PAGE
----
On her white breast a sparkling cross she wore
Which Jews might kiss, and infidels adore.

Here enjambment is used to create a sense of doubt or confusion. The first line is a clear reference to the highly sexualized imagery of a woman’s breast, while the second line suggests that both Jews and Infidels would kiss the cross. What the line as a whole is suggesting through its pause however, is that a man of any religion would kiss a cross if it was hung over the “white breast” of a woman – both satirical and depreciative of the superficiality of religion and the temptations of sin.


A rhetorical device where repetition of a sequence of words at beginning of a clause draw emphasis to the ideas present. Famous examples of the use of this device are found in William Blake’s Tyger; What the hammer? What the Chain? In what furnace was thy brain? What the anvil? What dead grasp? Or the famous speech by Winston Churchill – We shall not fail, we shall go on to the end, we shall fight… we shall…


Euphony literally means Voice – Sound in Greek. It is the study of the pleasantness of certain sounds in poetry. Typically these sounds are created through alliteration, assonance, and rhyme. It is the basis of poetry. Typically when a poem or phrase in a book has a wonderful flux of alliterative or rhyming quality – it is viable to say that the euphonic effect of the text has created or draw emphasis to a particular imagery or phrase. The opposite to Euphony is Cacophony – meaning noisy or unpleasant voice. It is used to enhance descriptions of ugly or violent imagery.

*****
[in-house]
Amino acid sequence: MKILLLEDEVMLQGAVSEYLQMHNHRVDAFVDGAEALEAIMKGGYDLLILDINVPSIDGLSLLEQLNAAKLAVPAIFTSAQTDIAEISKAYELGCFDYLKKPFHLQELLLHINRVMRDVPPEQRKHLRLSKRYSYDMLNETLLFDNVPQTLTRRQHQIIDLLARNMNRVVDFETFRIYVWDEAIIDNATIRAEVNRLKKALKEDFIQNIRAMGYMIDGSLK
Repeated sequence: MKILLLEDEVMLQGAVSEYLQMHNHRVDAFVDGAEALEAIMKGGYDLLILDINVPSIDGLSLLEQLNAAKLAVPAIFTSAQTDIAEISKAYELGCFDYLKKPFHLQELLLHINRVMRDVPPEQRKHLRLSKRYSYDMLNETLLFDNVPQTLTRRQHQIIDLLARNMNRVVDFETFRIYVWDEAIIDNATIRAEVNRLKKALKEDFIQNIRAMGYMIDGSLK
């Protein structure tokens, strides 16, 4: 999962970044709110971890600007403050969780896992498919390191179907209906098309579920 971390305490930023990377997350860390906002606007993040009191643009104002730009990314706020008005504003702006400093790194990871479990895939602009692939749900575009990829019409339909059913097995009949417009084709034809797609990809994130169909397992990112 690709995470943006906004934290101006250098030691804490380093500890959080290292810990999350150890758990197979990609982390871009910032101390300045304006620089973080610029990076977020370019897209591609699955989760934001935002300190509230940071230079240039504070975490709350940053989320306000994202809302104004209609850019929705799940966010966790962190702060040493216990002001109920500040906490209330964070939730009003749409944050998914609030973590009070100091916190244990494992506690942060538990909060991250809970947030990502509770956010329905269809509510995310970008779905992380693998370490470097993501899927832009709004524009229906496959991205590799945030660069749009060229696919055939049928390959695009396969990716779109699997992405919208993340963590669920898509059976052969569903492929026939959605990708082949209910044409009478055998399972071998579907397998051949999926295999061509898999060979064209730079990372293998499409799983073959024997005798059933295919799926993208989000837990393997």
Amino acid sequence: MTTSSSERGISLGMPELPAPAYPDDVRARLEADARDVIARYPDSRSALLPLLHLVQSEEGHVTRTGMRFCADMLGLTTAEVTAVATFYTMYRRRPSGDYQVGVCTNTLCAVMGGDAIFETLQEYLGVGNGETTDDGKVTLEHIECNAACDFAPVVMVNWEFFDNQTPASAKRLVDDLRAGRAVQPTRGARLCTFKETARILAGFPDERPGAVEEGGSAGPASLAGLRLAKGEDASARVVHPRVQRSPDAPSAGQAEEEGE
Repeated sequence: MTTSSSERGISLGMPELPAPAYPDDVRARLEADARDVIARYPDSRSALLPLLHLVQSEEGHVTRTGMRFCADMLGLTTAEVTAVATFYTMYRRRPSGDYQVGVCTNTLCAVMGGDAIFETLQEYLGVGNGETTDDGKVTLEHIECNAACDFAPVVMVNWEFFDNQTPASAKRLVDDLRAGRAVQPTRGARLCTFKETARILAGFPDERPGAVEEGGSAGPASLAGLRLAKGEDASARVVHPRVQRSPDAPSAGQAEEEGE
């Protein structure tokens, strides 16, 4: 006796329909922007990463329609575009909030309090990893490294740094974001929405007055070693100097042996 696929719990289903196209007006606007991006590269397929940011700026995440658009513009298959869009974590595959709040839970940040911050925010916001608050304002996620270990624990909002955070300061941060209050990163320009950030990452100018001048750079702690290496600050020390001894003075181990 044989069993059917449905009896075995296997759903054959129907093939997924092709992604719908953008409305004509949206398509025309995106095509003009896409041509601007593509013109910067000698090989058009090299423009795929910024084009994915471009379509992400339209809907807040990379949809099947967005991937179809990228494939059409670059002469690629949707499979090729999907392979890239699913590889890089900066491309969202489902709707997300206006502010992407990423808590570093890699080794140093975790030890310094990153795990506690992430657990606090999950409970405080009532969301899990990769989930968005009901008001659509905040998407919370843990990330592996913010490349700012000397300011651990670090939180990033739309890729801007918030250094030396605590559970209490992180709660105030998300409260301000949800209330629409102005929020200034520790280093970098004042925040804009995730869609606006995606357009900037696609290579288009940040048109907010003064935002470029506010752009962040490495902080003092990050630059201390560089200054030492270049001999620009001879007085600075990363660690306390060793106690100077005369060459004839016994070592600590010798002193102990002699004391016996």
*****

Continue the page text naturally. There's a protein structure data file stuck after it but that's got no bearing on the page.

A phrase used in rhetorics that creates a jarring effect of contradiction, often contained in brackets. Example of such are “We shall go, broken we may be and desperate we may seem, we shall yet go on.” or “Please John! You cannot do this! Come to me John, just come back to me!” The device is typically used to create a pause, as though the speaking is giving a moment of thought or doubt to their statement.

Pun (Verbal)

A form of Word Play where the ambiguity of a statement is expressed though a manner of homonyms – creating humour, rhetoric effect, or unintended meaning. For example the phrase “Religion and its prophets and tax free” or “Atheism is a non-prophet organization”. Other examples include “Don’t die for a deadline” and “Drink Drunk the difference is U” from the RTA website.


Repetition of an S, Th, or Sh. A series of “S” sounds that in literature often string together to form an onomatopoeic effect such as the hissing of a snake, the slithering of something slimy (note the sibilance) or a lingering sensation crated by phonic and thematic diction. Eg: The silken silence of the night slipped through the recesses of the synagogue.